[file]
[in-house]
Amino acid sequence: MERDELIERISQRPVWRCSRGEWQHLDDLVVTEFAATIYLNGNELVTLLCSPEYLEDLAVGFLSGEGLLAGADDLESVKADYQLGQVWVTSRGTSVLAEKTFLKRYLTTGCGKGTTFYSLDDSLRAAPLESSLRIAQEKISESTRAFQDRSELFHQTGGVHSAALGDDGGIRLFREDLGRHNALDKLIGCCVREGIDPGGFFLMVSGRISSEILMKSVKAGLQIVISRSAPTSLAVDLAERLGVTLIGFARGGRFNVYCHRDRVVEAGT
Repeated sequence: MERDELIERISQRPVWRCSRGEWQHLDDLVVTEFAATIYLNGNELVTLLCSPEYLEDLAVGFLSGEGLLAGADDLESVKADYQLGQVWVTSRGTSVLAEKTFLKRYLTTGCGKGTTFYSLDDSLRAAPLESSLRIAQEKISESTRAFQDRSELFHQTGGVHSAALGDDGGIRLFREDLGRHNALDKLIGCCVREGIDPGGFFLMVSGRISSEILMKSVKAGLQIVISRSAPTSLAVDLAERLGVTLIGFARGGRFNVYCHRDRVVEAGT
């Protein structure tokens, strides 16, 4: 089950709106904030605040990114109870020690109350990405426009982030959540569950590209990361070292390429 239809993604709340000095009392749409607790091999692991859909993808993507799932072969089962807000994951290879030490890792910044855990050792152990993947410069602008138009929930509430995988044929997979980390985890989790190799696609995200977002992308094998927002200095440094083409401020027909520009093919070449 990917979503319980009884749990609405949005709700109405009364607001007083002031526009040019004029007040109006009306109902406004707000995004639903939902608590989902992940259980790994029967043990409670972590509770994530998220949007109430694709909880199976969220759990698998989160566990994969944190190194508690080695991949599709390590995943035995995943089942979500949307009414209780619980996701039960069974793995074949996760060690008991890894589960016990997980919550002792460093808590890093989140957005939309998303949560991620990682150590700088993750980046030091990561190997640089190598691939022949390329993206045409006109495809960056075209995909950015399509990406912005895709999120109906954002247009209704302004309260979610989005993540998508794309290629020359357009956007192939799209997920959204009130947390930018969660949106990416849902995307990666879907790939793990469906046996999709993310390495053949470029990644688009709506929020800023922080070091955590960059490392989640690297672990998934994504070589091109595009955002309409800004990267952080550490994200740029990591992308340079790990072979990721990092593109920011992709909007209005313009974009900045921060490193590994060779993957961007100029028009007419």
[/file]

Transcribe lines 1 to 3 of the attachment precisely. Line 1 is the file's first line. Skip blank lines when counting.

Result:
[in-house]
Amino acid sequence: MERDELIERISQRPVWRCSRGEWQHLDDLVVTEFAATIYLNGNELVTLLCSPEYLEDLAVGFLSGEGLLAGADDLESVKADYQLGQVWVTSRGTSVLAEKTFLKRYLTTGCGKGTTFYSLDDSLRAAPLESSLRIAQEKISESTRAFQDRSELFHQTGGVHSAALGDDGGIRLFREDLGRHNALDKLIGCCVREGIDPGGFFLMVSGRISSEILMKSVKAGLQIVISRSAPTSLAVDLAERLGVTLIGFARGGRFNVYCHRDRVVEAGT
Repeated sequence: MERDELIERISQRPVWRCSRGEWQHLDDLVVTEFAATIYLNGNELVTLLCSPEYLEDLAVGFLSGEGLLAGADDLESVKADYQLGQVWVTSRGTSVLAEKTFLKRYLTTGCGKGTTFYSLDDSLRAAPLESSLRIAQEKISESTRAFQDRSELFHQTGGVHSAALGDDGGIRLFREDLGRHNALDKLIGCCVREGIDPGGFFLMVSGRISSEILMKSVKAGLQIVISRSAPTSLAVDLAERLGVTLIGFARGGRFNVYCHRDRVVEAGT